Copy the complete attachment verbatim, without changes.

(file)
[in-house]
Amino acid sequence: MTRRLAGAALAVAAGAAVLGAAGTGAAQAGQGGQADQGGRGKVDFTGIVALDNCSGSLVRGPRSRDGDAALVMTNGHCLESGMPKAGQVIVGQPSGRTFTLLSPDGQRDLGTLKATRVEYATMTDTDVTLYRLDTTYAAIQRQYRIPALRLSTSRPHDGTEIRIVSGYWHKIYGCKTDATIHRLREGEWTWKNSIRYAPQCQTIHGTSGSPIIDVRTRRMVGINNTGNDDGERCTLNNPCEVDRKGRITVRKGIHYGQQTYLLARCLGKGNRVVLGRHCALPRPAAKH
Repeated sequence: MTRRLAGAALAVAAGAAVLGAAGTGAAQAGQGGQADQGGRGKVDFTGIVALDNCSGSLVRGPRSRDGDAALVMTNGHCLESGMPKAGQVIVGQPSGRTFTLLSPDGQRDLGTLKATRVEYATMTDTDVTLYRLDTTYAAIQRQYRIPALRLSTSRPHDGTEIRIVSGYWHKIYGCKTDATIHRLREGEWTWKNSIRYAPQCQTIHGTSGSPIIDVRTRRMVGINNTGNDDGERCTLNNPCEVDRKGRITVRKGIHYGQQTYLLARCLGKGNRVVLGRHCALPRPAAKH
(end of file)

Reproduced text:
[in-house]
Amino acid sequence: MTRRLAGAALAVAAGAAVLGAAGTGAAQAGQGGQADQGGRGKVDFTGIVALDNCSGSLVRGPRSRDGDAALVMTNGHCLESGMPKAGQVIVGQPSGRTFTLLSPDGQRDLGTLKATRVEYATMTDTDVTLYRLDTTYAAIQRQYRIPALRLSTSRPHDGTEIRIVSGYWHKIYGCKTDATIHRLREGEWTWKNSIRYAPQCQTIHGTSGSPIIDVRTRRMVGINNTGNDDGERCTLNNPCEVDRKGRITVRKGIHYGQQTYLLARCLGKGNRVVLGRHCALPRPAAKH
Repeated sequence: MTRRLAGAALAVAAGAAVLGAAGTGAAQAGQGGQADQGGRGKVDFTGIVALDNCSGSLVRGPRSRDGDAALVMTNGHCLESGMPKAGQVIVGQPSGRTFTLLSPDGQRDLGTLKATRVEYATMTDTDVTLYRLDTTYAAIQRQYRIPALRLSTSRPHDGTEIRIVSGYWHKIYGCKTDATIHRLREGEWTWKNSIRYAPQCQTIHGTSGSPIIDVRTRRMVGINNTGNDDGERCTLNNPCEVDRKGRITVRKGIHYGQQTYLLARCLGKGNRVVLGRHCALPRPAAKH